BAM – New Hope

« BAM – New Hope » – for National Geographic Russia, July 2014

A railway is not just tracks, trains, bridges, tunnels and stations. As with any ‘road’, it cannot function without the people who have built it, who are maintaining it and travel along it.

The legendary BAM railway (Baikal-Amur Mainline) traverses Eastern Siberia and the Russian Far East about 600-700 km north of the Trans-Siberian railway. It stretches for thousands of kilometres and represents many decades of history – from its development by Gulag prisoners, followed by its construction by Komsomol (Communist Youth), through to the years of Perestroika and post-Soviet abandonment.

Historically BAM was unlucky. It was Brezhnev’s pet project. The Soviet government succeeded in mobilising hundreds of thousands of young people for its construction. Some were attracted by high salaries or the opportunity to get a sought-after car, whereas others came looking for adventure. The Soviet Union collapsed two years after the opening of the line. Prospects of economic and industrial development of rich deposits of Eastern Siberia got buried for decades. A newly constructed railway became “well forgotten”.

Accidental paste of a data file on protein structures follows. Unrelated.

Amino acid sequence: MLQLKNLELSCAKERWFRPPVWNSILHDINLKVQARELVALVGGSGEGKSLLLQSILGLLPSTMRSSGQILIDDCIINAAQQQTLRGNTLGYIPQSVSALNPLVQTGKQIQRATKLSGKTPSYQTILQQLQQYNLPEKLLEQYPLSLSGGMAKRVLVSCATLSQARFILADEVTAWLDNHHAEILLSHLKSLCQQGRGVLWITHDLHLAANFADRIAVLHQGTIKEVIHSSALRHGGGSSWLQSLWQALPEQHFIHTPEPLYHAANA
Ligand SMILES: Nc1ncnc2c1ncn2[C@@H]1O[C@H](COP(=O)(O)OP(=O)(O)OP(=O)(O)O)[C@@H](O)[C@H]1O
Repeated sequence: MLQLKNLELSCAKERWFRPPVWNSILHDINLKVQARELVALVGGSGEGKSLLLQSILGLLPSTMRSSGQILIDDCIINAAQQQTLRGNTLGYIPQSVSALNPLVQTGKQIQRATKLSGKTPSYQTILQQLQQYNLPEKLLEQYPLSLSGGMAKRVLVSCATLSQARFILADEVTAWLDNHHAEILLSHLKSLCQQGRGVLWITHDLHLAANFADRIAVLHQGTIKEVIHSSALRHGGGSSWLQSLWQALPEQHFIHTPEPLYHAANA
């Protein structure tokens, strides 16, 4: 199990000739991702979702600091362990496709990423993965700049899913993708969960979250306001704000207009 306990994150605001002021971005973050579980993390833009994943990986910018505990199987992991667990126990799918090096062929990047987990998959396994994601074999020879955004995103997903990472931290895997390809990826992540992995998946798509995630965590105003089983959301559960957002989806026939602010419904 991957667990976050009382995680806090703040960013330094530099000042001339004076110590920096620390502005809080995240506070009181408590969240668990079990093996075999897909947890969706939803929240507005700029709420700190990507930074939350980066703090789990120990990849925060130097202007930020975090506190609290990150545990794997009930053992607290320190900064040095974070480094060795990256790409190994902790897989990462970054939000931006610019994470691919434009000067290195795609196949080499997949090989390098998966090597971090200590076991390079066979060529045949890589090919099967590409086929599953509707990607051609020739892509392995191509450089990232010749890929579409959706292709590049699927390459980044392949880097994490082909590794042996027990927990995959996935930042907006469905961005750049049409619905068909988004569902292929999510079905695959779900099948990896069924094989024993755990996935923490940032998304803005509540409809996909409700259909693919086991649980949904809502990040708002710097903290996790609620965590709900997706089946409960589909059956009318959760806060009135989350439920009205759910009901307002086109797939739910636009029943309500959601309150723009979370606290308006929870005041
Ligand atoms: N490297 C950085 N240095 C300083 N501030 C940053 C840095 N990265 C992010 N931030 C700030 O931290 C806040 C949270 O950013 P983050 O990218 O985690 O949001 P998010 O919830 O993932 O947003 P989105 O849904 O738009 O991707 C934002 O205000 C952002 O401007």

Currently life along the railway is stagnant. Without rail and industrial development, there is no future for its cities and villages. All hopes are being pinned on the ‘BAM-2′. The main part of the BAM railway has just a single track with many railway sidings. This limits its through capacity. The Russian Railways (RZD) is looking to double the traffic volume by 2017. The second track is crucial to the plans of industrial development of the region. This program is called ‘BAM-2′. 512 billion roubles have been allocated for its reconstruction.

Next stop?